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How to Pack for your trip to Canada- Food you can and can’t bring into Canada from Africa_Mychopchop #1 Online African Grocery store in Canada

How to Pack for your trip to Canada- Food you can and can’t bring into Canada from Africa

While planning a trip to Canada, you’ve likely asked yourself, “What food can I bring back to Canada?” Don't let worries about what you can and cannot bring home to Canada stop you from shopping the various food markets in your home country.

 Canada Customs and Border Protection have clear cut regulations about what foods you can and cannot bring to Canada for your personal use. As long as you understand what foods are permitted and you declare any foods you're carrying when you go through customs, you shouldn't have any problems bringing your foodie goodies.

Here are some foods you can and can’t bring back to Canada from Nigeria;

Fruits and vegetables: Dried vegetables like dried Bitter leaf, Dried Uziza leaves, etc. are allowed. Some highly craved fruits depending on the season you plan to travel home fruits like agbalumo are permitted up to 20 kg per person.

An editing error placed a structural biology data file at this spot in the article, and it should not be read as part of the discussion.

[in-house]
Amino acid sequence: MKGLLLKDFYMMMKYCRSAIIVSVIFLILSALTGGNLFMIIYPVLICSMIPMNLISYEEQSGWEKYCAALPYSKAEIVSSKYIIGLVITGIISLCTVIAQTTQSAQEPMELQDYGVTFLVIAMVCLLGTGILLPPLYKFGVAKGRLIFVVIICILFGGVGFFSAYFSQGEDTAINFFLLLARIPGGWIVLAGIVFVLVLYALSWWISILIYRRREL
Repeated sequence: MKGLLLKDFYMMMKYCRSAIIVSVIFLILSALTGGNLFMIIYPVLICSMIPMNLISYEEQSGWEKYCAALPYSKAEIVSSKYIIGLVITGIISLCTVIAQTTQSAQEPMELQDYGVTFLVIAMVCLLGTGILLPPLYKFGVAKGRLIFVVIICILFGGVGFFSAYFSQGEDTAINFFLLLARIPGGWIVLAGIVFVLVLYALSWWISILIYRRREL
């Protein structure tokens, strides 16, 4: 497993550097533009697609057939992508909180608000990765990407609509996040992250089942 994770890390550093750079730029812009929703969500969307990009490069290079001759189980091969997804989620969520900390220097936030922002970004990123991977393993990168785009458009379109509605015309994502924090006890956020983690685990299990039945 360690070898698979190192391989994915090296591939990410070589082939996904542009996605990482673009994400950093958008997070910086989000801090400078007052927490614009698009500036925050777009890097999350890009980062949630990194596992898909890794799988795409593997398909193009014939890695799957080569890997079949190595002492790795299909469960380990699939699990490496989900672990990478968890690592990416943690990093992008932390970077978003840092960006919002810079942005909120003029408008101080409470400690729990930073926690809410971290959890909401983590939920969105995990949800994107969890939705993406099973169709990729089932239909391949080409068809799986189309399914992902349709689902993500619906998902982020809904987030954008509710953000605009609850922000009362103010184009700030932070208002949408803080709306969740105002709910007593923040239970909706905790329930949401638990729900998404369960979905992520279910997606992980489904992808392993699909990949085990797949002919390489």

Herbs, spices & condiments: Herbs, spices and condiments like Hibiscus plant used for Zobo, Chilli also called Sombo (dried), Shea tree (Ori), Locust Beans(Iru), Ogiri (fermented melon seeds) , dried Bitter leaf, Chilli Powder, Yaji, etc. are all permitted

Milk: Unfortunately, Peak Milk or any type of milk in dried, frozen, reconstituted, or fresh form are not allowed.  You need a permit to bring this in. If highly craved, you can shop for your Peak Milk here.

Fish and seafood: Yes, you can bring in your dried catfish, Dried Herring, Dried Crayfish etc. as long as they are for personal use.

Meat: Unfortunately, almost anything containing meat products is off limits. This includes Kilishi (dried meats), Ponmo, Suya, seasonings, sauces and even bouillons containing any meat.

Pantry Items: Good news! Oils such as Palm oil, Coconut oil etc. are permitted. Meatless sauces, honey ((if commercially bottled and labelled), jams, baked goods, noodles (no chicken flavor) and roasted groundnuts are all basically unrestricted.

If you get caught not declaring food items, you’ll lose them and could face fines up to $1,300 and criminal prosecution. Be safe and check the CFIA website before you travel because pest and disease situations are constantly changing and requirements may be adjusted at any time. When in doubt, call to ask. Safe Travels!

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